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  Reply # 2130872 21-Nov-2018 10:27
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Dingbatt:
tdgeek:

 

Dingbatt:
tdgeek: ...........My point was you can't include those countries when looking at emission figures. They are not the cause or saviour, .........


A bit like NZ really.

 

 

 

Incorrect. A Kiwi uses a similar level of emissions as most other developed countries, so those countries including NZ are similar offenders, CO2 per capita

 

 

 

The countries you can exclude are less developed and low emitters so are not the cause as they are not causing it, and not the saviour as there is nothing to save

 



per capita
As far as cause or saviour is concerned, NZ is insignificant and irrelevant. Hard to accept I know, but beyond virtue signalling, nothing we do will make a difference. Doesn't mean we shouldn't play the game, just means it won't have any effect globally.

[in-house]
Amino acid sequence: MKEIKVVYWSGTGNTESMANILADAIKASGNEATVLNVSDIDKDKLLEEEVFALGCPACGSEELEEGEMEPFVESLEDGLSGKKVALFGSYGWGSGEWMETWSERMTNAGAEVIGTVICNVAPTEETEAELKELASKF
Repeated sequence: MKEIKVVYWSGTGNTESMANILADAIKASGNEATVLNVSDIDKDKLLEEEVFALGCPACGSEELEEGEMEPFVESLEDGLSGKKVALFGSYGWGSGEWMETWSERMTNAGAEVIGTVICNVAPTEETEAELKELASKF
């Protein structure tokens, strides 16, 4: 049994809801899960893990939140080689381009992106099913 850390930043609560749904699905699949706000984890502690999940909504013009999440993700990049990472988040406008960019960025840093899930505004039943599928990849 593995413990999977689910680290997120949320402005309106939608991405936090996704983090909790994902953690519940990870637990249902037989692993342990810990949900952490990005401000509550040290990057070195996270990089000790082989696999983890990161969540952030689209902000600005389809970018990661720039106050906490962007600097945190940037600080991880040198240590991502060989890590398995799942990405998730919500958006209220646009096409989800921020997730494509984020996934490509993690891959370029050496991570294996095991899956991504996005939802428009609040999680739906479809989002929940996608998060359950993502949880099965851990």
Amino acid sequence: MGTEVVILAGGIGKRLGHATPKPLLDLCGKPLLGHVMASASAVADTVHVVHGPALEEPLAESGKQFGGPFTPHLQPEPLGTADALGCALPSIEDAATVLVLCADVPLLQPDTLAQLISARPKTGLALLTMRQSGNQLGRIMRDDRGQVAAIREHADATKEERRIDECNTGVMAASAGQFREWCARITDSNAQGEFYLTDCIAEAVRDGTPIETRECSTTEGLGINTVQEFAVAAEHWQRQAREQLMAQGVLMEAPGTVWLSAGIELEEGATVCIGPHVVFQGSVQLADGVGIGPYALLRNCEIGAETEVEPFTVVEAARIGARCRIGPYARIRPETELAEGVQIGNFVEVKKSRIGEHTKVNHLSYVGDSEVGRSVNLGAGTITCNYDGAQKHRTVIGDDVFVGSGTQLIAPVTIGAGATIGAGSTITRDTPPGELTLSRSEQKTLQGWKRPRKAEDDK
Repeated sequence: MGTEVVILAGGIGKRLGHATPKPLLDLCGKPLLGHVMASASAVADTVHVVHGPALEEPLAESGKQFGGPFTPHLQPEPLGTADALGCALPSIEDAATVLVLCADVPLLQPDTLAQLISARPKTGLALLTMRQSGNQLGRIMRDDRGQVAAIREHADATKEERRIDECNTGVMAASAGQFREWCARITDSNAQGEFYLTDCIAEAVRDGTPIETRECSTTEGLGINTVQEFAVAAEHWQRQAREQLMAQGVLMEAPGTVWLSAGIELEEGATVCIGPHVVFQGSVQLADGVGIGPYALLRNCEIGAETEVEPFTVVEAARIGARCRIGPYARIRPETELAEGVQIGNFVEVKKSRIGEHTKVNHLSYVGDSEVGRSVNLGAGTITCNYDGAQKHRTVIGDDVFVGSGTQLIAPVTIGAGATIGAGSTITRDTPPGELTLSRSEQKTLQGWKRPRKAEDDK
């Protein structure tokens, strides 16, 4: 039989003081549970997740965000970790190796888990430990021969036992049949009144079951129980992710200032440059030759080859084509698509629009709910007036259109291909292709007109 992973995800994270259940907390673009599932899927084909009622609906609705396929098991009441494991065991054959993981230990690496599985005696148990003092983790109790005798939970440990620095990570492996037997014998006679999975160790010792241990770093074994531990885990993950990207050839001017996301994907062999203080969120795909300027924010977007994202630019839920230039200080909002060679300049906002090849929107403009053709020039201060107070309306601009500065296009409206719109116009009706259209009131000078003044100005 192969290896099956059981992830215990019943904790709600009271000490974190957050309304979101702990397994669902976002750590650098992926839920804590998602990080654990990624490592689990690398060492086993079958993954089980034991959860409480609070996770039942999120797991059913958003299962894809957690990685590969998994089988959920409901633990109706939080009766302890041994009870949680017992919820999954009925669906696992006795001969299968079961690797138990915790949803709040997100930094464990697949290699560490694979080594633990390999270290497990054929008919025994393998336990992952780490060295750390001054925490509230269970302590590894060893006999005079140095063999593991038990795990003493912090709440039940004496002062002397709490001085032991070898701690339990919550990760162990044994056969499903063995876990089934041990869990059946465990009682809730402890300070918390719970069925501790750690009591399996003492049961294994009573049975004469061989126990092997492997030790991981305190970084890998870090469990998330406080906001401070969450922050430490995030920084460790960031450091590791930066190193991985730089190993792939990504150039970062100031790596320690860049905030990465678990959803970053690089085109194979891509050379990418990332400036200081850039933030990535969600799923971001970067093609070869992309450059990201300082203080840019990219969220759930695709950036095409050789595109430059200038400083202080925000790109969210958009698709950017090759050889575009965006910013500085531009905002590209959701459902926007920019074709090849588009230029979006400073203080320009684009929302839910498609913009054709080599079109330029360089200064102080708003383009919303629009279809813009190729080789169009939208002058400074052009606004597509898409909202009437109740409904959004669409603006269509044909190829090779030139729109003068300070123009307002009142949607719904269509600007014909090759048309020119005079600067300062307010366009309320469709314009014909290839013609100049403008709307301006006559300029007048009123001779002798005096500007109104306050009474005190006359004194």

Its not hard to accept as its irrelevant. Its just an excuse. That means that 2/3 of Los Angeles should not bother either as it wont have any effect globally. 1/4 of Mexico City can do the same. Global climate change is caused by people. Not flags. Virtue Signalling? No, just a fact.

 

Its ok to seek an excuse to excuse ourselves from the time, effort and cost of fighting a global problem, that's human nature.


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  Reply # 2130933 21-Nov-2018 11:20
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tdgeek:

 

I agree. So you quoting Nepal isn't relevant. It doesn't prove that there are widely differing emissions levels between people, as the people we are concerned with are those that do emit a lot. Using the countries that are emitters of note, the range between these people is quite narrow

 

 

Ahhh, gotcha. On rereading the thread, I see that I'd taken your comment out of context and thought it related to all 7 billion people, not just the heavy emitters.

 

Nevertheless, one American or Australian has the impact of 2 Chineseor 4 Mexicans or 10 Indians, all in the top 20 countries from your link. I still think that a 10:1 range says that there's widely differing emissions levels between people.